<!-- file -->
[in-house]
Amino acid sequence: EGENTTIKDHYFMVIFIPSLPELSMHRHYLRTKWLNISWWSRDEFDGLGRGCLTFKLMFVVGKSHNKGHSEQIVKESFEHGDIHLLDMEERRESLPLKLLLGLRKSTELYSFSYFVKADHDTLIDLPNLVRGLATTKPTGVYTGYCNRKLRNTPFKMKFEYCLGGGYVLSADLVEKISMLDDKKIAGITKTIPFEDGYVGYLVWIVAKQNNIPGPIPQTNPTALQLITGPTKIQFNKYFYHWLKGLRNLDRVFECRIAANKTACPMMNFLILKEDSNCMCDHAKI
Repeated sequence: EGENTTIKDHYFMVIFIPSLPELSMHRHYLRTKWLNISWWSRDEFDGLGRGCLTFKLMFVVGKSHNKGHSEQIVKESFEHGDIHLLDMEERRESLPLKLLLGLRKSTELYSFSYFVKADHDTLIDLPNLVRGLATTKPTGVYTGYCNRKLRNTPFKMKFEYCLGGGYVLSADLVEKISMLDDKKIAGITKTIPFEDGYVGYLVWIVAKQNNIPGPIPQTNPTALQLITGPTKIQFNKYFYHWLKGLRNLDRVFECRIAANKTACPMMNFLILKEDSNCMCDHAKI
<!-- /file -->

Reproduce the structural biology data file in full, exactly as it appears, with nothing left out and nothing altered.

[in-house]
Amino acid sequence: EGENTTIKDHYFMVIFIPSLPELSMHRHYLRTKWLNISWWSRDEFDGLGRGCLTFKLMFVVGKSHNKGHSEQIVKESFEHGDIHLLDMEERRESLPLKLLLGLRKSTELYSFSYFVKADHDTLIDLPNLVRGLATTKPTGVYTGYCNRKLRNTPFKMKFEYCLGGGYVLSADLVEKISMLDDKKIAGITKTIPFEDGYVGYLVWIVAKQNNIPGPIPQTNPTALQLITGPTKIQFNKYFYHWLKGLRNLDRVFECRIAANKTACPMMNFLILKEDSNCMCDHAKI
Repeated sequence: EGENTTIKDHYFMVIFIPSLPELSMHRHYLRTKWLNISWWSRDEFDGLGRGCLTFKLMFVVGKSHNKGHSEQIVKESFEHGDIHLLDMEERRESLPLKLLLGLRKSTELYSFSYFVKADHDTLIDLPNLVRGLATTKPTGVYTGYCNRKLRNTPFKMKFEYCLGGGYVLSADLVEKISMLDDKKIAGITKTIPFEDGYVGYLVWIVAKQNNIPGPIPQTNPTALQLITGPTKIQFNKYFYHWLKGLRNLDRVFECRIAANKTACPMMNFLILKEDSNCMCDHAKI